The principles of mindfulness have been increasingly applied in medical education for stress reduction. One of the most often used measures for mindfulness research is the Mindful Attention Awareness Scale (MAAS). The purpose of this paper is to determine the factor structure, and investigate its reliability and validity in a sample of multi-ethnic medical students in Malaysia.
In total, 590 medical students were involved in the study. After minor modification of the MAAS, a test battery including sociodemographic information, the MAAS, Subjective Happiness Scale (SHS), Satisfaction with Life Scale (SWLS), Five-facet Mindfulness Questionnaire (FFMQ), Depression, Anxiety and Stress Scale (DASS), and Perceived Stress Scale (PSS) was administered to the participants.
Exploratory and confirmatory factor analyses supported a one-dimensional factor structure of the MAAS. Cronbach’s α coefficient of the scale was 0.92 and in a sub-sample (n=118), it showed satisfactory temporal stability in two weeks period. There were significant positive correlations with SHS, SWLS, and four subscales of FFMQ scores (convergent validity); and negative correlations (discriminant validity) with the DASS and PSS scores (p<0.05). In another sub-sample (n=52) who participated in a four-week mindfulness-based intervention, the scale showed significant change in scores (p=0.002).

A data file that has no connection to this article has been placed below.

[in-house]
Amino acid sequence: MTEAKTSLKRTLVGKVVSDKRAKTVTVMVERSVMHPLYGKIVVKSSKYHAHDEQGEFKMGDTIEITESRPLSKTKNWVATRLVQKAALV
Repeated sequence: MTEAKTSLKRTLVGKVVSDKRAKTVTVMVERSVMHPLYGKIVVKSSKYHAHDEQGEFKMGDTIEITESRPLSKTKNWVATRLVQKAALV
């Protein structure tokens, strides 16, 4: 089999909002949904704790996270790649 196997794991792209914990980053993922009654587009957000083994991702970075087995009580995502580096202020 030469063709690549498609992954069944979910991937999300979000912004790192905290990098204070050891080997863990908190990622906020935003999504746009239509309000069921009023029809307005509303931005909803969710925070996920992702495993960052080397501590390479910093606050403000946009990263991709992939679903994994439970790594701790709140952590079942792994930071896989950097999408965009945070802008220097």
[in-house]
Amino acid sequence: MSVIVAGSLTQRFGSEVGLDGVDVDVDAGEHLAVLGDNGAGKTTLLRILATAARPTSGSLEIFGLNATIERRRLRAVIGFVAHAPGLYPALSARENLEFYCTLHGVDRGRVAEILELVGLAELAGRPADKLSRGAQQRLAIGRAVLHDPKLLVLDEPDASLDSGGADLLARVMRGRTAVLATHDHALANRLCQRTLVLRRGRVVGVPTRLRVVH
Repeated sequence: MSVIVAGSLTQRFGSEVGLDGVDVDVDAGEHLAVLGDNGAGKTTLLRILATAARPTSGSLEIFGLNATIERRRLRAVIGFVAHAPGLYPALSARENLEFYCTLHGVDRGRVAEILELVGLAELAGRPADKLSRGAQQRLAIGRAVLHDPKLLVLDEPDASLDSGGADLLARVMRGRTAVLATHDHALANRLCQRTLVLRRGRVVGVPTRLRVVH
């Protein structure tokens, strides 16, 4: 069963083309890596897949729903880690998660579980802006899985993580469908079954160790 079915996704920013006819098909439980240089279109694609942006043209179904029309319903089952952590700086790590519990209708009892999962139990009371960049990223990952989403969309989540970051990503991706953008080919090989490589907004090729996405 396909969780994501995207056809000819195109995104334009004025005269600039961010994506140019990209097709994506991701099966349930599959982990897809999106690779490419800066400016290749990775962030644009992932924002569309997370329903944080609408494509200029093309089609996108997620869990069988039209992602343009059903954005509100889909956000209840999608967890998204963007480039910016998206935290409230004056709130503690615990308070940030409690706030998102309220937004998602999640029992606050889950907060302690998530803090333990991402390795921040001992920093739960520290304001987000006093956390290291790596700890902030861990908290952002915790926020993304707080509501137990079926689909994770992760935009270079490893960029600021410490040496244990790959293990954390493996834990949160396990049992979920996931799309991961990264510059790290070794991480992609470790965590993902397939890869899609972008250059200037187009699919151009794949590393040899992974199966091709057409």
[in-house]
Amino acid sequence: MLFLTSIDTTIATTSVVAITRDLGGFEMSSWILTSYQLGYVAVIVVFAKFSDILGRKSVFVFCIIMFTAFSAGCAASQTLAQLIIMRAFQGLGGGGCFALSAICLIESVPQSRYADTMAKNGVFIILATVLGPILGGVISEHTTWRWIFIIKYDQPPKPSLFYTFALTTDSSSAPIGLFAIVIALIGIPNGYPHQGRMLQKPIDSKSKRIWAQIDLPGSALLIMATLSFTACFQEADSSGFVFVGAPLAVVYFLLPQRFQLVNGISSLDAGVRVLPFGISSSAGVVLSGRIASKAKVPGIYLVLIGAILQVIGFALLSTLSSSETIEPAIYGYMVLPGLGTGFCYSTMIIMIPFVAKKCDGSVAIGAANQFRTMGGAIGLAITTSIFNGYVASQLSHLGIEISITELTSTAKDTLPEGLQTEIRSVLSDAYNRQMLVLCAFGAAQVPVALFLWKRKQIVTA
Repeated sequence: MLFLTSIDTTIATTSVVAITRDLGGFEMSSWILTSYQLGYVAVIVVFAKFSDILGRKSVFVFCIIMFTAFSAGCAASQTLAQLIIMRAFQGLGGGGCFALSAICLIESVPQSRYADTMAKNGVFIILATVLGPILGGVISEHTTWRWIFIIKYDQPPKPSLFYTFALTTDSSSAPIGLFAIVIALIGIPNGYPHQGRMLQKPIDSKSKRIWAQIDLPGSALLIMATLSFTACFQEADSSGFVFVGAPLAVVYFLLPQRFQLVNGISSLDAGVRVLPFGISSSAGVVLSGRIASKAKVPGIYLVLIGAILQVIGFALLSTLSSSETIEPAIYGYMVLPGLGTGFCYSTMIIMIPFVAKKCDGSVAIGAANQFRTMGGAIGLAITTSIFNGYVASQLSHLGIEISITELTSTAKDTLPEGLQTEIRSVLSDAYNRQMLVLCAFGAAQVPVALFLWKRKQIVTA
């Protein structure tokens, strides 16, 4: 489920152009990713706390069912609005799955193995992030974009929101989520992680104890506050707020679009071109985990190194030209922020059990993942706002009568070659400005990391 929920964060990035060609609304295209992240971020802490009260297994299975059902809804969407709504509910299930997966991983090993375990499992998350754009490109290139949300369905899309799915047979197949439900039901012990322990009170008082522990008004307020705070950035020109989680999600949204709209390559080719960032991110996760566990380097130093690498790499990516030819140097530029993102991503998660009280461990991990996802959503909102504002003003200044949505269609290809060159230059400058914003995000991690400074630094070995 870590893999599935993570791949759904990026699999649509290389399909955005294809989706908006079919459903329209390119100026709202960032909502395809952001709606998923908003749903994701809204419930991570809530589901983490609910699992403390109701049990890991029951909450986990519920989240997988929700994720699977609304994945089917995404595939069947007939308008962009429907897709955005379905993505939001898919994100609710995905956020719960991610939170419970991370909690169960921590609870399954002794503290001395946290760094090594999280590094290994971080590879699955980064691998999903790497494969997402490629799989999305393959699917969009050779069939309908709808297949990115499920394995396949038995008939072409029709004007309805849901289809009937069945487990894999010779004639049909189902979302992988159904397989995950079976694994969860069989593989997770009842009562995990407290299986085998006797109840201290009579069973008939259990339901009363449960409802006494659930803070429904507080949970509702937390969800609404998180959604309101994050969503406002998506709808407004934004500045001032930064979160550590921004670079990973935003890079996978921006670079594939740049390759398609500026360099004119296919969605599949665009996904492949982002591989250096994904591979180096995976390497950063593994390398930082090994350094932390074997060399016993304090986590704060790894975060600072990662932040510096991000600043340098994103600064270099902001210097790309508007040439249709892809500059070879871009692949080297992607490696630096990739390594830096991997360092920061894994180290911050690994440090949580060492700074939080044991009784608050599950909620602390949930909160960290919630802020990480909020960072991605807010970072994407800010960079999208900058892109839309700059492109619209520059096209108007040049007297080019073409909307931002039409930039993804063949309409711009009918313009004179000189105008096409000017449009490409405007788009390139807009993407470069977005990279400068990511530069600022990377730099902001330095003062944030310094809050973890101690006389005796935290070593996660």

The study provided preliminary results supporting the use of the MAAS as a valid, reliable and stable factor structure of mindfulness measure among medical students in Malaysia.
This study was supported by the Department of Psychiatry, Faculty of Medicine and Health Sciences, UPM, and a research grant from UPM (project number: 04-05-11-1583RU). The authors would like to thank the medical students for participating in the study.
Phang, C.-K., Mukhtar, F., Ibrahim, N. and Mohd. Sidik, S. (2016), "Mindful Attention Awareness Scale (MAAS): factorial validity and psychometric properties in a sample of medical students in Malaysia", The Journal of Mental Health Training, Education and Practice, Vol. 11 No. 5, pp. 305-316. https://doi.org/10.1108/JMHTEP-02-2015-0011
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